Rights groups are calling for Jamaican leaders to condemn the comments of a lawmaker who has called for life imprisonment for being gay.

On February 10, Ernest Smith, a Jamaica Labor Party parliamentarian, described gay men and lesbians as “abusive” and “violent,” and called for tightening of Jamaica's law that outlaws being gay. Smith said the law should impose sentences of up to life in prison.

Six days later, Smith told a Jamaican newspaper that J-FLAG, the Jamaican Forum for Lesbians, All-Sexuals and Gays, “should be outlawed.” Smith said, “How can you legitimize an organization that is formed for the purposes of committing criminal offenses?''

Human Rights Watch, a group dedicated to defending the rights of racial, economic and sexual minorities around the world, wrote to Jamaica Prime Minister Bruce Golding demanding action.

“In calling for the the strengthening of an already-draconian stature against homosexual conduct, and in citing that law to urge the banning of legitimate organizations, he [Smith] demonstrates the malign effect of so-called 'sodomy laws' on a democratic body politic,” Human Rights Watch said in their letter to Golding.

“Such laws permit not just the invasion of privacy, but the restriction of public rights, such as the freedoms to associate and assemble. They mark out certain persons as second-class citizens, permanently suspect.”

“We urge you to condemn Mr. Smith's statements, and to affirm Jamaica's commitment to real equality for all its citizens without exceptions.”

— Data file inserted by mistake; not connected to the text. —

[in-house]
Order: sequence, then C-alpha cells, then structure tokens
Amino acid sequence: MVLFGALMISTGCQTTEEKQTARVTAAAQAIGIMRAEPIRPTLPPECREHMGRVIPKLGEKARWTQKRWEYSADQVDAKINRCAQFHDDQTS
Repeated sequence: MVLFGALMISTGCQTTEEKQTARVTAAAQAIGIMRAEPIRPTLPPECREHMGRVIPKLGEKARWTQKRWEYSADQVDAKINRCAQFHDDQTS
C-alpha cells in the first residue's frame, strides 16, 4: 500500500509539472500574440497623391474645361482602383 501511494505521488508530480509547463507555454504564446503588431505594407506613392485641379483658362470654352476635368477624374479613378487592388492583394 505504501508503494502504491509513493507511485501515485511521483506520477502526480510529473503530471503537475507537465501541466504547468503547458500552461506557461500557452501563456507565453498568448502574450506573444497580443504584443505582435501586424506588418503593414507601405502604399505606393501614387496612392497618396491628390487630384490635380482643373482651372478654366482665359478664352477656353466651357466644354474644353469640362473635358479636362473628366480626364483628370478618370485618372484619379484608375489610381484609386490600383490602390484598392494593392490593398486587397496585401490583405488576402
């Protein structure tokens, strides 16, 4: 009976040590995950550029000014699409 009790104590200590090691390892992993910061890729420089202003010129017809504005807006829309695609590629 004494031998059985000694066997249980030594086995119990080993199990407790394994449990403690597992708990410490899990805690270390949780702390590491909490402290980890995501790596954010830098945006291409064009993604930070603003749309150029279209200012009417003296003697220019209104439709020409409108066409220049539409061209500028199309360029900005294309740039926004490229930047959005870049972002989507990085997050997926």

Violence against LGBT people in Jamaica is at near epidemic levels, fueled in large part by the openly homophobic remarks of its leaders.

In the town of Mandeville on Easter Sunday, April 8, 2007, about 100 men attacked 150 people attending the funeral of a gay man. The men became violent, breaking windows and threatening to kill the mourners. Police officers called to the scene neither restrained the mob nor detained members as they escaped, Human Rights Watch reported.

In another 2007 incident in the town of Kingston, a vicious mob of at least 200 demanded the death of four men because they were gay. This time police officers joined in the violence – they verbally abused the men and struck one in the face, head and stomach.

“The prime minister should unequivocally condemn public figures who call for denying people their human rights,” Rebecca Schleifer, advocate for the Health and Human Rights Division of Human Rights Watch, said in a statement. “In a climate of violence where homophobia puts LGBT people's lives at risk, spewing such hatred is inexcusable.”